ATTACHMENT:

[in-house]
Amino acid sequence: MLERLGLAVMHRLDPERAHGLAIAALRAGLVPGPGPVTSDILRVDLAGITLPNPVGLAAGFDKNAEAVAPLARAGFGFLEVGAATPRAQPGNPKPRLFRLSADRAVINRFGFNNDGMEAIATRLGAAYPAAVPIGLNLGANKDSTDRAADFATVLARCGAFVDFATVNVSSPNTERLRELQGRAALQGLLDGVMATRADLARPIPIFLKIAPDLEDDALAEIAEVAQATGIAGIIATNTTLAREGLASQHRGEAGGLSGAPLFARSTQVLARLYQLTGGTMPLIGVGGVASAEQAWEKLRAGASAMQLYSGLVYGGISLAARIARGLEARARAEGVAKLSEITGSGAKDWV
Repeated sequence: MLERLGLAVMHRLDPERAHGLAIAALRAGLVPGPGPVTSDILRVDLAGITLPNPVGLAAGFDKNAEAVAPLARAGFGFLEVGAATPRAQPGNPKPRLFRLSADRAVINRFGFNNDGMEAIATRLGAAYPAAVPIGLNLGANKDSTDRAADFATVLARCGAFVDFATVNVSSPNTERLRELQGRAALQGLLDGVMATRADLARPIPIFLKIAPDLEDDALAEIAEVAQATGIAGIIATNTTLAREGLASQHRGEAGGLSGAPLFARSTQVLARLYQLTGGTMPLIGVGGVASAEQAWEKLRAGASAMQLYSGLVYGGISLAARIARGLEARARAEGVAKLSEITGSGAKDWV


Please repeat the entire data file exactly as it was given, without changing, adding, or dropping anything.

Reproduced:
[in-house]
Amino acid sequence: MLERLGLAVMHRLDPERAHGLAIAALRAGLVPGPGPVTSDILRVDLAGITLPNPVGLAAGFDKNAEAVAPLARAGFGFLEVGAATPRAQPGNPKPRLFRLSADRAVINRFGFNNDGMEAIATRLGAAYPAAVPIGLNLGANKDSTDRAADFATVLARCGAFVDFATVNVSSPNTERLRELQGRAALQGLLDGVMATRADLARPIPIFLKIAPDLEDDALAEIAEVAQATGIAGIIATNTTLAREGLASQHRGEAGGLSGAPLFARSTQVLARLYQLTGGTMPLIGVGGVASAEQAWEKLRAGASAMQLYSGLVYGGISLAARIARGLEARARAEGVAKLSEITGSGAKDWV
Repeated sequence: MLERLGLAVMHRLDPERAHGLAIAALRAGLVPGPGPVTSDILRVDLAGITLPNPVGLAAGFDKNAEAVAPLARAGFGFLEVGAATPRAQPGNPKPRLFRLSADRAVINRFGFNNDGMEAIATRLGAAYPAAVPIGLNLGANKDSTDRAADFATVLARCGAFVDFATVNVSSPNTERLRELQGRAALQGLLDGVMATRADLARPIPIFLKIAPDLEDDALAEIAEVAQATGIAGIIATNTTLAREGLASQHRGEAGGLSGAPLFARSTQVLARLYQLTGGTMPLIGVGGVASAEQAWEKLRAGASAMQLYSGLVYGGISLAARIARGLEARARAEGVAKLSEITGSGAKDWV